The Seven Habits of Highly Effective Timeshare Owners-Part III

This is our last post in the series, “The Seven Habits of Highly Effective Timeshare Owners.”  If you’ve been keeping pace, you probably recognize at least some of the first 5 habits as something that you already know, even if you don’t practice them.  These last 2 habits complete our series, and the last habit is the most important.

6.  MAKE USE OF AMENITIES

Sometimes, just being at a resort is a vacation in and of itself—you don’t even need to sightsee or go anywhere else in the area unless you want to.  And most resorts are well-equipped to handle this type of guest—that’s usually why they’re called “resorts.”  We often use the example of staying at a DVC resort in Orlando with the kids and grandkids.  Granted, the grandkids were only 3 and 7 at the time, but they enjoyed the pool, playground, and clubhouse activities so much, that we only spent one day at Disney World and one day at Universal.  The other 5 days of the week were spent using the facilities and shopping.

Most resorts offer organized activities for children, teens and adults.  Most host a welcome party to inform guests about things to see in the area as well as offering some discounts and a connecting atmosphere.

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Of course, not all resorts are created equal when it comes to amenities—that’s why you research things ahead of time.  Then, when you arrive, sit down with your guests and go over the list of amenities and activities and plug in what you want to do.  Then you can adjust things and add in sightseeing, shopping, etc.

Some resorts charge heavily for activities, and some charge minimal amounts for craft workshops.  Most do not charge for amenities, unless they offer something phenomenal like a water park.  Still, these charges are usually reasonable and often cheaper than outside activities.  Effective timeshare owners have learned not to bypass their resorts when it comes to having fun!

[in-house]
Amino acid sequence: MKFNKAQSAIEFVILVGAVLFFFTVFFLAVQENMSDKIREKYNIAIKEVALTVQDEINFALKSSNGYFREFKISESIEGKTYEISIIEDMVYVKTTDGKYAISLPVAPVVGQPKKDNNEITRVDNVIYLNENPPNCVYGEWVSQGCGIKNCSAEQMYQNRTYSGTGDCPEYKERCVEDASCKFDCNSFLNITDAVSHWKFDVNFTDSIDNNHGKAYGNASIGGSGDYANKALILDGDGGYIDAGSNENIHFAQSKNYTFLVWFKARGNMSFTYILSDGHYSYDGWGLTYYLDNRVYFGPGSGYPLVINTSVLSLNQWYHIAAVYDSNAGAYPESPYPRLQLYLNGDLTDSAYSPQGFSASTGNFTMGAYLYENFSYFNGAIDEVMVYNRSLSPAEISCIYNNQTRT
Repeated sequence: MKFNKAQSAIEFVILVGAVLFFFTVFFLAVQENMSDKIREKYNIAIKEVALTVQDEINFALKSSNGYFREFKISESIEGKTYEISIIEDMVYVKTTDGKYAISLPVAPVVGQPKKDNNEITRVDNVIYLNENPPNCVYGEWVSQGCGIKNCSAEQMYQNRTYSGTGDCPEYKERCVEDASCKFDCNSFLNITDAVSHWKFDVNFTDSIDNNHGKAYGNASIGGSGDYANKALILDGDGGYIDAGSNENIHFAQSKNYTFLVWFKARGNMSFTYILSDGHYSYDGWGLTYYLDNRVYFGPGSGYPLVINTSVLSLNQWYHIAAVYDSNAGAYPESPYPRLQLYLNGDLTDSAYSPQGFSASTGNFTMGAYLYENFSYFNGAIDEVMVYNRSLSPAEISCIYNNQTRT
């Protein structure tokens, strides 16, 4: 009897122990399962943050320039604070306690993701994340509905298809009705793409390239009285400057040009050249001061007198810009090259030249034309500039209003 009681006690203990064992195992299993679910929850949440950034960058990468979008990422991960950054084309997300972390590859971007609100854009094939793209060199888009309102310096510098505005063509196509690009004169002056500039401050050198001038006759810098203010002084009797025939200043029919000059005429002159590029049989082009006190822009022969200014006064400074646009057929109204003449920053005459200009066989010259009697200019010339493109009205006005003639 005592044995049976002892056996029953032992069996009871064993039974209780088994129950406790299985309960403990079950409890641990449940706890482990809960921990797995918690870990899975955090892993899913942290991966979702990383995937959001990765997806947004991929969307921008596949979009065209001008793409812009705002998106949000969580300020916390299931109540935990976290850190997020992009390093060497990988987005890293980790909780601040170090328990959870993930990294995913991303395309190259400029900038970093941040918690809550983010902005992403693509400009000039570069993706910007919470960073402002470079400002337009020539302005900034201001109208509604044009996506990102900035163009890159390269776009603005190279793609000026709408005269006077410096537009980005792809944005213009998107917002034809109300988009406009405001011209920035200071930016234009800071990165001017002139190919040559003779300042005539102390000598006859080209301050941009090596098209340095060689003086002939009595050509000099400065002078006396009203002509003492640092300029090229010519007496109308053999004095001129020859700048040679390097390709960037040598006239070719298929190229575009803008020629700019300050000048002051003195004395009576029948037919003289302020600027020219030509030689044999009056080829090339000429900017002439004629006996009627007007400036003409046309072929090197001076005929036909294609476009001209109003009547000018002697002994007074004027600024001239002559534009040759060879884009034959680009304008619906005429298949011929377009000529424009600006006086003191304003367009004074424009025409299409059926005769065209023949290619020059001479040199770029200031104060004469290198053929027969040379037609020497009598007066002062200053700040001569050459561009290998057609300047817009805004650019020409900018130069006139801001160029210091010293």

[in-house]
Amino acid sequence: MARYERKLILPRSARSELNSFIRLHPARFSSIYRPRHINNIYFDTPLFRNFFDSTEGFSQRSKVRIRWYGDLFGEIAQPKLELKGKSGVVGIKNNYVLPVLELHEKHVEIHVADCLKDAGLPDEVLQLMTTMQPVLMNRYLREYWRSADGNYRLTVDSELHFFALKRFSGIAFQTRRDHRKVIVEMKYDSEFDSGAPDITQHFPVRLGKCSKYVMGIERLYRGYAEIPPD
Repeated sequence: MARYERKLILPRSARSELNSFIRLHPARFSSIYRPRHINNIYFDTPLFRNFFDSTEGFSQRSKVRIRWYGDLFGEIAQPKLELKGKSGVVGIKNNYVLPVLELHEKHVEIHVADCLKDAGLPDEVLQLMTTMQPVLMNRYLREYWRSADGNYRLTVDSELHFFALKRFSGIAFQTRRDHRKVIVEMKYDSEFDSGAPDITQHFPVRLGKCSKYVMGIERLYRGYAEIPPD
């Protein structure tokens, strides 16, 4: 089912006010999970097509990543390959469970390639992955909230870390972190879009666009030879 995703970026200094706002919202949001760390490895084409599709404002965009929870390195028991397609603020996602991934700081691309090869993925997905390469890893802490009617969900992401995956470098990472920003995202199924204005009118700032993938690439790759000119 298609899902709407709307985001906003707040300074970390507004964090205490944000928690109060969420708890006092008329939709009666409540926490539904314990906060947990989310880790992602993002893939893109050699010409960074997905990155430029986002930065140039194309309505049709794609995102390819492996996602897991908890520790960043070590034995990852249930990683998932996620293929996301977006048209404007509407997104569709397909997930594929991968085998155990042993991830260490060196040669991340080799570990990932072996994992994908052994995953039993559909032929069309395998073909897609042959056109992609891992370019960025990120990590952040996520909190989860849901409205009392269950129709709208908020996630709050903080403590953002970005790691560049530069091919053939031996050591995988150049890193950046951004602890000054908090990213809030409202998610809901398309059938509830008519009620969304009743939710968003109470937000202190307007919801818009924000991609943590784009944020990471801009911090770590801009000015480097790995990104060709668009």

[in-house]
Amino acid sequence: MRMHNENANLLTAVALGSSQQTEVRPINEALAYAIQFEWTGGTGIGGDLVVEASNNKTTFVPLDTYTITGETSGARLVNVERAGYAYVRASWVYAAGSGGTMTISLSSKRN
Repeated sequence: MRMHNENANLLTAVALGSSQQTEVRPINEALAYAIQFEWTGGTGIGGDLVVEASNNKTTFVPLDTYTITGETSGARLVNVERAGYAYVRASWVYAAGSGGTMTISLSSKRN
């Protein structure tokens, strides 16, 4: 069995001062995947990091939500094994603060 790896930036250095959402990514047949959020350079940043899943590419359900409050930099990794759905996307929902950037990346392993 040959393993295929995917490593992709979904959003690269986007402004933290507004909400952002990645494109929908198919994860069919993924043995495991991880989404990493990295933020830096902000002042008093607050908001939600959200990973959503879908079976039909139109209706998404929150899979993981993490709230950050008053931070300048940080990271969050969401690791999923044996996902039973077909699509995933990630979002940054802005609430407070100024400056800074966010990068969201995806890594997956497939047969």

7.  DO YOUR RESEARCH:   BEFORE YOU BUY, WHEN YOU PLAN A TRIP, DURING A TRIP

It would be a good idea to bookmark this point, not only because it is the most important one, but because this theme permeates throughout all of our posts.  If you research timesharing effectively, then you will be an effective timeshare owner—or at least you will know that you have done your absolute best to achieve that!

Research

If you are even THINKING of buying a timeshare—or let’s just say that you are mildly curious about them—take a little time and read about them on the internet.  Some good sites to check are TUG, Timeshare Forums, Redweek and, of course, this site.  If you have a specific company in mind, then research that, too.  Then, if you do get “hooked” for a timeshare promotion, at least you will know something about what they’re going to try to sell you.  Then, after you say no to the developer, you can browse eBay listings and other sites that sell resale timeshares.  See Habit #1 for some places to look for resales.

One of the most important things to check before you buy is the maintenance fee. Read our post about maintenance fees.  Compare with others, and ask questions of the seller or the company if you’re concerned about where the money goes.

Call the resort to check and make sure that all fees have been paid up-to-date and there are no hidden surprises.  Make sure that the seller is in good standing and there are no special assessments unless you have been informed about them.

It only stands to reason that before you take a trip you would research the resort and the area.  This can save you a great deal of time and when you finally arrive, you can hit the ground running.  Before you go, search the internet for “the top 10 things to do in Slobbovia.”  Click on Chamber of Commerce and Visitor Bureau sites for information—often they will send you packets of stuff that may include discount coupons.  If you know people who have been there, talk to them and take notes.  Our cousins went on an Alaskan cruise three weeks before we did, and the information they shared with us was invaluable.

Once you arrive, pool your information about the area with that of the resort.  By all means, attend the orientation which most have, and talk with other guests as well.  The local newspaper is a good source to update you on current activities as well as a great place to find restaurant coupons.  Find some friendly staff members and get their take on what there is to see and do in the area.  If you go to church, chat with the locals.

Yes, research can sometimes be a lot of work—but we think it’s enjoyable work, and planning and anticipating a trip is really half the fun!  To be an effective timeshare owner, you also need to be a researcher—there’s just no getting around it.  However, we are fortunate, because in today’s world we have so many technology tools to help us—we are in incredibly better shape than we were 15 or 20 years ago.  Keep reading the sites mentioned in this post and if you are not already an effective timeshare owner, you will be soon!

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